Aklavik, Northwest Territories
Year(s) Funded: 2008-2009
Topic Area: Food Security
Contact: Susan Chatwood, Institute for Circumpolar Health, email@example.com
Partners: Institute for Circumpolar Health Research, Aklavik Health Committee, Moose Kerr School, Arctic Health Research Network and Oxford University Centre
Title: Climate as a Health Determinant in the Aklavik Region of the Northwest Territories
Action: In Aklavik, climate change impacts were of immediate relevance to elders and other community members who maintain a traditional life style; traveling, hunting and fishing as their ancestors have done. Designed to complement previous projects, organizers developed a youth-driven, community-based project aimed at engaging Aklavik youth in examining dietary choices and diet-diseases relationships at the community level. The Aklavik Health Committee and community members concerned about community health issues worked with staff and students of Moose Kerr School to develop specific curriculum for the school, an on-the-land retreat and a final video summary. Elders of Aklavik and surrounding areas participated by sharing traditional knowledge and applying past events to current understanding and adaptations to climate change. The work done through this project was integrated into the science curriculum at the high school.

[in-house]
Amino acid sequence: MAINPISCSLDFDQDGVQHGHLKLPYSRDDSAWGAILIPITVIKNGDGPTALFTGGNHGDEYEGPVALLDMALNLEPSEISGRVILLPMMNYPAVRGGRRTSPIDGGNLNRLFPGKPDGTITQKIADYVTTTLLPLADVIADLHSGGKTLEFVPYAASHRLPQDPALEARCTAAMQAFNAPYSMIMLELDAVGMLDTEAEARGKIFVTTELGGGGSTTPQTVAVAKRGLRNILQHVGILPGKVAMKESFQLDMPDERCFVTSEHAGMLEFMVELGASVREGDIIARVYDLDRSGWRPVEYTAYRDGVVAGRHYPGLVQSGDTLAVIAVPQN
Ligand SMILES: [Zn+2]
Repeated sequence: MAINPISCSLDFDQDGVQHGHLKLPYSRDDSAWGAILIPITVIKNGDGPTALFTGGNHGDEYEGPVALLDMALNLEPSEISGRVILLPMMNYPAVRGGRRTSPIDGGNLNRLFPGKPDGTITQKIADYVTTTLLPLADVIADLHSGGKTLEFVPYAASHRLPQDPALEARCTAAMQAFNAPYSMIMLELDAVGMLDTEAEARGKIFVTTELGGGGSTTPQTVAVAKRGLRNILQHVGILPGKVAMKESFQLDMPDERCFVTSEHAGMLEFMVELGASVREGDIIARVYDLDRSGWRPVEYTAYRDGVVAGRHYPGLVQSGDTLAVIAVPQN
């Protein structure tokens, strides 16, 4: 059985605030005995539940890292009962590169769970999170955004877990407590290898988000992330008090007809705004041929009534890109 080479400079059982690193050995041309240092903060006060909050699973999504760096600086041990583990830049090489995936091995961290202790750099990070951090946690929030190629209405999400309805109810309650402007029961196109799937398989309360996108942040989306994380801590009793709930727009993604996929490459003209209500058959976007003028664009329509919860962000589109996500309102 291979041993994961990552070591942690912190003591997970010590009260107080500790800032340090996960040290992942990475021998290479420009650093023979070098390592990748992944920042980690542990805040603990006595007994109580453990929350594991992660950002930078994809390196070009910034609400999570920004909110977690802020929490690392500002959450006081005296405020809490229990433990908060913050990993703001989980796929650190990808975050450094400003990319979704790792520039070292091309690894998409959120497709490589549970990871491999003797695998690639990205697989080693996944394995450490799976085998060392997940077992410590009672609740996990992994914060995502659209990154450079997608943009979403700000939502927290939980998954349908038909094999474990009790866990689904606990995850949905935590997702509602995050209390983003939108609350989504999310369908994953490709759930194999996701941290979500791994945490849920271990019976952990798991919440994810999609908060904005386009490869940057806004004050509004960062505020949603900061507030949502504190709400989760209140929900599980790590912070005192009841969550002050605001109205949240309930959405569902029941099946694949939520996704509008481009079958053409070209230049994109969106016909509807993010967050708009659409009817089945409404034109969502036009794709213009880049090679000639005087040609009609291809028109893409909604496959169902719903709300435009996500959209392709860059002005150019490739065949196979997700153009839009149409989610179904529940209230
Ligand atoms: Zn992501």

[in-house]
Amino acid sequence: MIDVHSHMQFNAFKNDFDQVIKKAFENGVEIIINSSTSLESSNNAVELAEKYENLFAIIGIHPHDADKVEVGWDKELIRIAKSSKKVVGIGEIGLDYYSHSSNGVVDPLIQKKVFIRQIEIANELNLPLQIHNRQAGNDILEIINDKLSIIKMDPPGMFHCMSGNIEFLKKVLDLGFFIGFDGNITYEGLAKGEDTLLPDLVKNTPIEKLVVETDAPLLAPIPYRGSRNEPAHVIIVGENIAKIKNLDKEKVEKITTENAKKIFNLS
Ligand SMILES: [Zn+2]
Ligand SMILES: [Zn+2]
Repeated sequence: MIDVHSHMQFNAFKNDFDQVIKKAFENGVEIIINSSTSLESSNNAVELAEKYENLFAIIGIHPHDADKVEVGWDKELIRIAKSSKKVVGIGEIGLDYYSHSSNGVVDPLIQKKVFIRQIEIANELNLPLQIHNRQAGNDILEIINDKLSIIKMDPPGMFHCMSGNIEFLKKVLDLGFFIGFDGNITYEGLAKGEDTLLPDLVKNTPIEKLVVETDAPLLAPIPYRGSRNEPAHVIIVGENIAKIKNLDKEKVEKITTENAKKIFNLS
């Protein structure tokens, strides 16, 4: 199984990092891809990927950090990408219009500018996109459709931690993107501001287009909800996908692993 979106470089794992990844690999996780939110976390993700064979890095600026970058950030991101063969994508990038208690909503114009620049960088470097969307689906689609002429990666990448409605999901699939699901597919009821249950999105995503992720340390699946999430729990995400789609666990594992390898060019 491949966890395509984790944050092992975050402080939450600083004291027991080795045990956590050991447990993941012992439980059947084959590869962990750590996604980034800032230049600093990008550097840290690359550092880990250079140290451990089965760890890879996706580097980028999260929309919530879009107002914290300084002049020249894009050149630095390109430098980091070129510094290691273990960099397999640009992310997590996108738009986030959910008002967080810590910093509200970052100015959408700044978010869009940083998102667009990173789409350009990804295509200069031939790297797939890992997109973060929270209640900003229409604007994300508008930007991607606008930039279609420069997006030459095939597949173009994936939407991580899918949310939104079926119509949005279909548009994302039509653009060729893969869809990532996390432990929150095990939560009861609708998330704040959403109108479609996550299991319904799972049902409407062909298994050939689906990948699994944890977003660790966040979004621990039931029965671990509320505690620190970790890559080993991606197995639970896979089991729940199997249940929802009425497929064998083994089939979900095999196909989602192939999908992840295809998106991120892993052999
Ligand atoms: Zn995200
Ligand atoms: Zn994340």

Results: Information gathered through this research has been synthesized and discussed within classrooms at Moose Kerr School and has led to a heightened awareness of the research process within the community and region. The project brought together the Elders and youth, and connected Western science through the science curriculum and the traditional knowledge of the Inuvialuit and Gwich’in region.
Outputs: A thirty minute video was produced.
Warmer weather affects the food chain, also the snow that turns into ice and freezes…that gives animals a hard time to get their food underneath the hardened snow.- Inuvik Elder Fred Carmichael